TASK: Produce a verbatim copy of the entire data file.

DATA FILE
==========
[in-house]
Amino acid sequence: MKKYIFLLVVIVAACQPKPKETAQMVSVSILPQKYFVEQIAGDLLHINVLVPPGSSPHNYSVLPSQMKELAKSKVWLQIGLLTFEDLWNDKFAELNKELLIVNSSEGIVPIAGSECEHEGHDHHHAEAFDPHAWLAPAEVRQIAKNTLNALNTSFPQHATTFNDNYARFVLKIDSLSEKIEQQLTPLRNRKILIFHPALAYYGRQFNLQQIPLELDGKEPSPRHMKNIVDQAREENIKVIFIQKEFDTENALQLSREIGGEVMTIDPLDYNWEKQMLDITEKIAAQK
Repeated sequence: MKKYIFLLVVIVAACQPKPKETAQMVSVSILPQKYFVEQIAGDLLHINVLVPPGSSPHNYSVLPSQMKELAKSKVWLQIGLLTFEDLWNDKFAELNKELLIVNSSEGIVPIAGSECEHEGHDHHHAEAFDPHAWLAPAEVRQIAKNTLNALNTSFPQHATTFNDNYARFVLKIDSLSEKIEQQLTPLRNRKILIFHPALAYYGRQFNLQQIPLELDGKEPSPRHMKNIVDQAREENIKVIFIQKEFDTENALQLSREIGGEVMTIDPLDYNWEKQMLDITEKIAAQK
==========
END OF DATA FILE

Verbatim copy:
[in-house]
Amino acid sequence: MKKYIFLLVVIVAACQPKPKETAQMVSVSILPQKYFVEQIAGDLLHINVLVPPGSSPHNYSVLPSQMKELAKSKVWLQIGLLTFEDLWNDKFAELNKELLIVNSSEGIVPIAGSECEHEGHDHHHAEAFDPHAWLAPAEVRQIAKNTLNALNTSFPQHATTFNDNYARFVLKIDSLSEKIEQQLTPLRNRKILIFHPALAYYGRQFNLQQIPLELDGKEPSPRHMKNIVDQAREENIKVIFIQKEFDTENALQLSREIGGEVMTIDPLDYNWEKQMLDITEKIAAQK
Repeated sequence: MKKYIFLLVVIVAACQPKPKETAQMVSVSILPQKYFVEQIAGDLLHINVLVPPGSSPHNYSVLPSQMKELAKSKVWLQIGLLTFEDLWNDKFAELNKELLIVNSSEGIVPIAGSECEHEGHDHHHAEAFDPHAWLAPAEVRQIAKNTLNALNTSFPQHATTFNDNYARFVLKIDSLSEKIEQQLTPLRNRKILIFHPALAYYGRQFNLQQIPLELDGKEPSPRHMKNIVDQAREENIKVIFIQKEFDTENALQLSREIGGEVMTIDPLDYNWEKQMLDITEKIAAQK